World Refugee Day among vaccinations and #SafeAndLegalRoutes. A message from our Director
On the occasion of the celebration of UN World Refugee Day, it is impossible to ignore the issue of vaccines during this time of pandemic.
World Refugee Day was established by the United Nations to commemorate the approval of the 1951 Refugee Convention and to remember all those around the world who are forced to flee their country of origin to escape conflicts, violence and persecution
Now, during this global crisis, we see refugees, asylum seekers and irregular migrants being excluded from vital Covid-19 vaccinations, both in richer countries, where they are usually not included in vaccination plans, and in poorer areas of the world, where vaccination doses are also scarce among citizens. In fact, 90% of available Covid-19 vaccine doses are concentrated in the hands of the richest countries.
In refugee camps around the world the situation is particularly dangerous because, in addition to the lack of vaccination programs, overcrowding combined with hygiene and sanitation deficiencies continue to create optimum conditions for the spread of the virus.
Although 153 states have declared that they are adopting vaccination strategies that include refugees, in reality, only 20 countries have begun to do so.
In the frenzy of the vaccine race, there are very few voices stressing the importance of guaranteeing access to vaccinations for refugees, of guaranteeing the right to health care for poorer people, and not leaving anyone behind.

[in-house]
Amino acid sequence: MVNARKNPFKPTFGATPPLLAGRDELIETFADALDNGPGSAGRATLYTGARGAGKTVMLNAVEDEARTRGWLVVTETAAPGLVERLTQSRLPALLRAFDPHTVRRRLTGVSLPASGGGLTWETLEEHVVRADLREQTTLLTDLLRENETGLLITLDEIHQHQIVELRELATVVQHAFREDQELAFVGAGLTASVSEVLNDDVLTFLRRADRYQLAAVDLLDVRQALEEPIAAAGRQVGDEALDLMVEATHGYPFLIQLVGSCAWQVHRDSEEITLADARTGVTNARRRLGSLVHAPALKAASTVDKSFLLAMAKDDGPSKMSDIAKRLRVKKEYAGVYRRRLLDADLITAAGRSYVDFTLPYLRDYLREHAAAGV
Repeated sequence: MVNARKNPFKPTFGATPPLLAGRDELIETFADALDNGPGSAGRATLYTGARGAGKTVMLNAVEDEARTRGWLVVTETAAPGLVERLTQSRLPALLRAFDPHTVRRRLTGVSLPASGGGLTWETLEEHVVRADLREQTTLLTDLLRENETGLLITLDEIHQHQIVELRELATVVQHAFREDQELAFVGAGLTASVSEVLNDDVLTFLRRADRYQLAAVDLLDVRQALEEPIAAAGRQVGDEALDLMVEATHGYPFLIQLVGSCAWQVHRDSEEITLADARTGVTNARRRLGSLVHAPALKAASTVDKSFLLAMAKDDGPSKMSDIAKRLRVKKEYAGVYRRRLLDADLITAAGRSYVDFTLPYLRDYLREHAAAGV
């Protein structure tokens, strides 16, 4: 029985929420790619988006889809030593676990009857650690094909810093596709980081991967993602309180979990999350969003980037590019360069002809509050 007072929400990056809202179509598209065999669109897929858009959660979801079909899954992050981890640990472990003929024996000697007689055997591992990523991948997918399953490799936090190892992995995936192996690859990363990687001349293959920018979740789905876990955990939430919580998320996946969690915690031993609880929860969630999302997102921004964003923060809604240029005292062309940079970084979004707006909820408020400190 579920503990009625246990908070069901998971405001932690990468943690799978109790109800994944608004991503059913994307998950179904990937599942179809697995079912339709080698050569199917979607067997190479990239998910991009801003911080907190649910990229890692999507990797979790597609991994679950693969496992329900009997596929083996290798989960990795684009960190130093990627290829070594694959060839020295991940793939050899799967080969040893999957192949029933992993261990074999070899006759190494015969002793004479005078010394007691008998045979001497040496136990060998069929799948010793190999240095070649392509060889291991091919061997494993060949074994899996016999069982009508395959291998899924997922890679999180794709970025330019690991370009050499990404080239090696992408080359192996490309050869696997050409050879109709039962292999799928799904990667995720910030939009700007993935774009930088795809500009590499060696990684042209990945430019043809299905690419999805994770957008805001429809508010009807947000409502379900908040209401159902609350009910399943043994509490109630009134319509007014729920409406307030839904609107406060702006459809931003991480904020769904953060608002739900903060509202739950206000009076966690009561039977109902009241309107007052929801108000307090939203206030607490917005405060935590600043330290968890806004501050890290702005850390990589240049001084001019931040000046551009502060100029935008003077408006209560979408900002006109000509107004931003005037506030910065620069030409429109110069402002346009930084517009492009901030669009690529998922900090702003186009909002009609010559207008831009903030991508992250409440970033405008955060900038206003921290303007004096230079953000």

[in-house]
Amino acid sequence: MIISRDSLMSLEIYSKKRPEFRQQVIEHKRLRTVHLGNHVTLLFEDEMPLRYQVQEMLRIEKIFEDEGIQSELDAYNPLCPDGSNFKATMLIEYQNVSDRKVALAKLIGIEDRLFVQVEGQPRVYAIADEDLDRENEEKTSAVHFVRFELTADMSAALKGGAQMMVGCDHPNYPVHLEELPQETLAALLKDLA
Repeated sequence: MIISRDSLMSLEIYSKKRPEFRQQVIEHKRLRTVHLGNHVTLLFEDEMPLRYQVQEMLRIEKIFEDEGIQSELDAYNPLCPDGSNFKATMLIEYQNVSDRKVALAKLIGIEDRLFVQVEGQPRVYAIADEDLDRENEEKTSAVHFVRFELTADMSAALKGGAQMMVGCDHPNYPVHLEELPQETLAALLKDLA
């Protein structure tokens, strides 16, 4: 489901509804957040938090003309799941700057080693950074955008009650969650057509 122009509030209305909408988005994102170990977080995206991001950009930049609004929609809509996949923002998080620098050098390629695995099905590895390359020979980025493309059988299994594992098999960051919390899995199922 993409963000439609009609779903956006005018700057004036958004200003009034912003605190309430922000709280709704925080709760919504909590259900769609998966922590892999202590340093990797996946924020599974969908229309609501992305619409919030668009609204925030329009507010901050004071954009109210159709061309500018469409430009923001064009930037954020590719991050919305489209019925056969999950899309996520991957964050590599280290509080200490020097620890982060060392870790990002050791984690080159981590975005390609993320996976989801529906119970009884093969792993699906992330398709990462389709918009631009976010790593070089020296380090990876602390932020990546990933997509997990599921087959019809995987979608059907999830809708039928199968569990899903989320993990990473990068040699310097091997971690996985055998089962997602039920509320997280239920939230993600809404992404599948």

Along with the intervention of nations themselves, we must also remember to address an earnest appeal to the pharmaceutical companies that are developing, producing and distributing vaccines, so that a more equitable distribution between the rich and poor areas of the world, together with the universality of patents, can help reduce inequalities.
Even the Holy Father, with the donation of some doses of the vaccines to refugees, recalled the importance of solidarity and the inclusion of refugees in a pandemic from which we must all come out together. Only united can we do it. We must not forget the most disadvantaged people.
In addition to the issue of vaccines, we must not become numb to the wider persecution and violence suffered by refugees. We should not ignore the weight of our responsibility towards all the people who starve to death in the desert or in the mountains in the attempt to cross borders to save themselves, and we cannot turn our attention or gaze away from all the young people who have drowned at sea or whose bodies were found on the beaches.
We need to respond to tragic deaths that occur all too frequently by putting into practice #SafeAndLegalRoutes of migration, not by outsourcing migration policies, but offering the possibility of being able to move safely. As long as many people continue to be forced to risk their lives to escape from countries where they risk their lives every day, we can no longer travel or move peacefully from one place to another in the world with a clear conscience.
On World Refugee Day 2021, I appeal for a renewed sense of solidarity, which this pandemic should have transmitted to us, so that people’s lives can come before any ideology, political orientation, nationality, flag or skin colour.
– Regina Catrambone